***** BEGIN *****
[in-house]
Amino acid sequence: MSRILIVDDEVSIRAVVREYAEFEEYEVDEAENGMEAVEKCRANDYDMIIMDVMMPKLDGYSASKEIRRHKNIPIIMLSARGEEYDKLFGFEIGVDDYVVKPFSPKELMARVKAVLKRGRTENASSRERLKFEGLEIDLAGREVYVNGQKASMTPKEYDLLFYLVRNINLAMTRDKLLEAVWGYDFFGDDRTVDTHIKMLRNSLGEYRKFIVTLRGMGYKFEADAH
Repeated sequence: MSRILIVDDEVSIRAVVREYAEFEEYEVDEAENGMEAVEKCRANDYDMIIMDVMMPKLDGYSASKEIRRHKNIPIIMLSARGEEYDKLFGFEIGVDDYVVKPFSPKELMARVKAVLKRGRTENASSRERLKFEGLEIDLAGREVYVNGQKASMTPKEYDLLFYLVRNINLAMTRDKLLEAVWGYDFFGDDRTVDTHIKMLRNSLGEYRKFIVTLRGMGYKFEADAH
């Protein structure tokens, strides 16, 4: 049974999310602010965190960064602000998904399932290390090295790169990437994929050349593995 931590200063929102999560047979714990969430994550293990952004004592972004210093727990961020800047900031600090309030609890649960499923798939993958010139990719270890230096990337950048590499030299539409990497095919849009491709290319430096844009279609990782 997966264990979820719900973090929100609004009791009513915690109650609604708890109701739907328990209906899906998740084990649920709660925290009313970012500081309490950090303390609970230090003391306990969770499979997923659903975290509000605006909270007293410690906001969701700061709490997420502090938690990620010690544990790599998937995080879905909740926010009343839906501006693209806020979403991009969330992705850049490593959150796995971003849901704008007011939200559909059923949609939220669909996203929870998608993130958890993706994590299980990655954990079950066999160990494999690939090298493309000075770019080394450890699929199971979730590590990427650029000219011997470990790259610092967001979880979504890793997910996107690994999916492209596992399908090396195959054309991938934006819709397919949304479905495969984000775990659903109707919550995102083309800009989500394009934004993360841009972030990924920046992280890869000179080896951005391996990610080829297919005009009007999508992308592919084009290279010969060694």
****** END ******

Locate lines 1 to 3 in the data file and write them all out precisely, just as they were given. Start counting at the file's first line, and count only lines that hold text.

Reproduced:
[in-house]
Amino acid sequence: MSRILIVDDEVSIRAVVREYAEFEEYEVDEAENGMEAVEKCRANDYDMIIMDVMMPKLDGYSASKEIRRHKNIPIIMLSARGEEYDKLFGFEIGVDDYVVKPFSPKELMARVKAVLKRGRTENASSRERLKFEGLEIDLAGREVYVNGQKASMTPKEYDLLFYLVRNINLAMTRDKLLEAVWGYDFFGDDRTVDTHIKMLRNSLGEYRKFIVTLRGMGYKFEADAH
Repeated sequence: MSRILIVDDEVSIRAVVREYAEFEEYEVDEAENGMEAVEKCRANDYDMIIMDVMMPKLDGYSASKEIRRHKNIPIIMLSARGEEYDKLFGFEIGVDDYVVKPFSPKELMARVKAVLKRGRTENASSRERLKFEGLEIDLAGREVYVNGQKASMTPKEYDLLFYLVRNINLAMTRDKLLEAVWGYDFFGDDRTVDTHIKMLRNSLGEYRKFIVTLRGMGYKFEADAH